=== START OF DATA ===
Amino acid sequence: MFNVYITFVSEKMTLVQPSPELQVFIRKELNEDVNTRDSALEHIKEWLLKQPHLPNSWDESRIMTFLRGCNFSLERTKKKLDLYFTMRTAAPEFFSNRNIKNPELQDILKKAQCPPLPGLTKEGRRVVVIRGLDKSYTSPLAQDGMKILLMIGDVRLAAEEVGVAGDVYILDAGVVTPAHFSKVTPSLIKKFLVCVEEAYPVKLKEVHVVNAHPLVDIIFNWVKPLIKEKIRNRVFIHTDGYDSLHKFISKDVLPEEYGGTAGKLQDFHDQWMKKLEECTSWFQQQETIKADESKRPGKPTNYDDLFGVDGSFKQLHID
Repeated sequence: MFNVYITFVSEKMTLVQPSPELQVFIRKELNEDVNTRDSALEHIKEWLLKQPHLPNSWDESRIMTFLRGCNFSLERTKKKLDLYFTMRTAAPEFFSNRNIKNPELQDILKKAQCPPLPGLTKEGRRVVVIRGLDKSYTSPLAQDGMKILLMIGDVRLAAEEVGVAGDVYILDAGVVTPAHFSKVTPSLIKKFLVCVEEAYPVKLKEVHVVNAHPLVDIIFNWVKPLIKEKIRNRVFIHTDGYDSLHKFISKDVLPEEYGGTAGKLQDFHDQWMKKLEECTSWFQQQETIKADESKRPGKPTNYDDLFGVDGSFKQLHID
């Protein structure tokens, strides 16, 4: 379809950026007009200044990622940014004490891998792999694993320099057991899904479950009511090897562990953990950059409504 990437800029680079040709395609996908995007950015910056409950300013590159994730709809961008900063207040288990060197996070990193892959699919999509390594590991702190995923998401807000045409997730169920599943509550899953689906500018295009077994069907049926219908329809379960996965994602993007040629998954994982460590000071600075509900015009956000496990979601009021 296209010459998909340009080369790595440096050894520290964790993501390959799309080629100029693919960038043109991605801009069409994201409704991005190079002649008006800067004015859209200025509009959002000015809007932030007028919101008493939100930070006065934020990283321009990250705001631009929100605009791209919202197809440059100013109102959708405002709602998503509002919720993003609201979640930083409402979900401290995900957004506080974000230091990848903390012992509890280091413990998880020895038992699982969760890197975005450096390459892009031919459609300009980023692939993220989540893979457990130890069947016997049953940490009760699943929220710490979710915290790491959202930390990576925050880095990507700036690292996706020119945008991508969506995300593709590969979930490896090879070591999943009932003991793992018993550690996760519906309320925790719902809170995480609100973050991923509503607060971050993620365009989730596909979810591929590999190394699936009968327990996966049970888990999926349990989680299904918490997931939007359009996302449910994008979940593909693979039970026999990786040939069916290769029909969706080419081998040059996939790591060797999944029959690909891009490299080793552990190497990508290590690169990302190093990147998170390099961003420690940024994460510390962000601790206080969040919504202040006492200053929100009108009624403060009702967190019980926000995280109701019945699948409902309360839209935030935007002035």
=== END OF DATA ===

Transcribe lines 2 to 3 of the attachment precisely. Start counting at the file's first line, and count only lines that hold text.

Repeated sequence: MFNVYITFVSEKMTLVQPSPELQVFIRKELNEDVNTRDSALEHIKEWLLKQPHLPNSWDESRIMTFLRGCNFSLERTKKKLDLYFTMRTAAPEFFSNRNIKNPELQDILKKAQCPPLPGLTKEGRRVVVIRGLDKSYTSPLAQDGMKILLMIGDVRLAAEEVGVAGDVYILDAGVVTPAHFSKVTPSLIKKFLVCVEEAYPVKLKEVHVVNAHPLVDIIFNWVKPLIKEKIRNRVFIHTDGYDSLHKFISKDVLPEEYGGTAGKLQDFHDQWMKKLEECTSWFQQQETIKADESKRPGKPTNYDDLFGVDGSFKQLHID
């Protein structure tokens, strides 16, 4: 379809950026007009200044990622940014004490891998792999694993320099057991899904479950009511090897562990953990950059409504 990437800029680079040709395609996908995007950015910056409950300013590159994730709809961008900063207040288990060197996070990193892959699919999509390594590991702190995923998401807000045409997730169920599943509550899953689906500018295009077994069907049926219908329809379960996965994602993007040629998954994982460590000071600075509900015009956000496990979601009021 296209010459998909340009080369790595440096050894520290964790993501390959799309080629100029693919960038043109991605801009069409994201409704991005190079002649008006800067004015859209200025509009959002000015809007932030007028919101008493939100930070006065934020990283321009990250705001631009929100605009791209919202197809440059100013109102959708405002709602998503509002919720993003609201979640930083409402979900401290995900957004506080974000230091990848903390012992509890280091413990998880020895038992699982969760890197975005450096390459892009031919459609300009980023692939993220989540893979457990130890069947016997049953940490009760699943929220710490979710915290790491959202930390990576925050880095990507700036690292996706020119945008991508969506995300593709590969979930490896090879070591999943009932003991793992018993550690996760519906309320925790719902809170995480609100973050991923509503607060971050993620365009989730596909979810591929590999190394699936009968327990996966049970888990999926349990989680299904918490997931939007359009996302449910994008979940593909693979039970026999990786040939069916290769029909969706080419081998040059996939790591060797999944029959690909891009490299080793552990190497990508290590690169990302190093990147998170390099961003420690940024994460510390962000601790206080969040919504202040006492200053929100009108009624403060009702967190019980926000995280109701019945699948409902309360839209935030935007002035």